This Day in FAA History: February 3rd

Full FAA Chronology at this link.

19520203: CAA put into effect a plan to consolidate aviation safety functions under one chief in each of its seven continental regions and to reorganize the Washington Office of Aviation Safety. Under development for more than a year, the program was intended to achieve better coordination between CAA’s field services and the public and the industry. Designed also to keep pace with rapid changes in technology, the reorganization placed air carrier and general aviation specialists in separate groups.
19590203: A Pan Am 707 entered a steep dive toward the Atlantic after its autopilot disengaged at 35,000 feet. The captain, who had been in the passenger cabin when the dive began, fought powerful gravity forces to return to the cockpit. Taking command from the copilot, he was able to end the dive at 6,000 feet. Prompted by this near-disaster, FAA in April began rigorously enforcing an often-disregarded rule requiring all flight-crew members to remain at their stations “except when the absence of one is necessary in connection with his regular duties.
19640203: A series of sonic boom studies began as FAA launched a six-month project to test public reaction to the phenomenon in Oklahoma City, using regularly scheduled overflights by Air Force supersonic jets. On August 5, the National Academy of Sciences announced the establishment of a committee to study effects of sonic boom as related to the development of the supersonic transport. On November 18, FAA launched a three-month study of the effects of sonic boom on typical structures in White Sands, N.M. (See January 27, 1965.)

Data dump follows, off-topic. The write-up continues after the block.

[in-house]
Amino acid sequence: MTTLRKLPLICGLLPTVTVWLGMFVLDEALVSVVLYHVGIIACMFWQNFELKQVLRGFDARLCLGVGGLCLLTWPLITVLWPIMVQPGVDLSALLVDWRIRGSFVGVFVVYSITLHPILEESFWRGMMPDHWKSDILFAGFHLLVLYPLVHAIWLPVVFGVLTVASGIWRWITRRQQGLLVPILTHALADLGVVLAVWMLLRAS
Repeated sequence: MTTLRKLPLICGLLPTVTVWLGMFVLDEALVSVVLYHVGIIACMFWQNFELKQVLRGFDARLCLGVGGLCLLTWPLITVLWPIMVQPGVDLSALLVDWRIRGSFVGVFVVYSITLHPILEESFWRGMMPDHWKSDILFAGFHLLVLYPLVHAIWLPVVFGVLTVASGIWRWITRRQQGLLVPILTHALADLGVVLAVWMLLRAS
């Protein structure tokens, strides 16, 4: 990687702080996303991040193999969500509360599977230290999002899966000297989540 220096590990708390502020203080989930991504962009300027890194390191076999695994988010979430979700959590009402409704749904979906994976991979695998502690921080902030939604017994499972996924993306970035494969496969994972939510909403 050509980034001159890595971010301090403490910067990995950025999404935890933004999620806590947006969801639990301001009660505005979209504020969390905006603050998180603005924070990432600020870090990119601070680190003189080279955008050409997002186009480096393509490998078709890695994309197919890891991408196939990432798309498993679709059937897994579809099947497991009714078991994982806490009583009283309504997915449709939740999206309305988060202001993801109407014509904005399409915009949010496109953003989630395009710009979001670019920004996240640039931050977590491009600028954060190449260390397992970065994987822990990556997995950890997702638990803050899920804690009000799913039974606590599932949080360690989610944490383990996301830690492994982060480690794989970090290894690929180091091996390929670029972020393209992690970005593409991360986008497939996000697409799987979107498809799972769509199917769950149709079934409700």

19660203: The Soviet Union’s unmanned spacecraft LUNA IX made the first soft landing on the moon. (See June 2, 1966.)
19920203: FAA announced a computerized testing system, expected to speed selection of air traffic controller trainees and improve their success rate, as well as a strengthened training program. Previously, candidates spent their first 9 weeks of employment training and testing and were terminated if they were not successful. The new program took 4 1/2 days, demonstrated an equivalent ability to predict success, and was conducted before an individual was hired.
19940203: DOT announced a group of new transportation-industry regulations on drugs and alcohol that had been developed in response to the Omnibus Transportation Employee Testing Act of October 28, 1991. Among these was an FAA rule, published on February 15, 1994, that established an aviation industry alcohol misuse prevention program. The program included pre-employment and random alcohol testing of safety-sensitive employees of airlines and certain other FAA-certificated operations (see May 10, 1995). In announcing the new rules, DOT also stated that its operating agencies would implement similar alcohol misuse prevention programs for their own safety-sensitive employees. At the same time, DOT unveiled a proposal to lower the minimum random drug testing rate for industries that record a positive rate of less than one percent for two calendar years and maintain that record during subsequent years. On November 22, DOT issued a final rule allowing such industries to test only 25 percent of safety-sensitive employees rather than 50 percent. Accordingly, FAA reduced the random drug testing rate for the aviation industry, effective on January 1, 1995.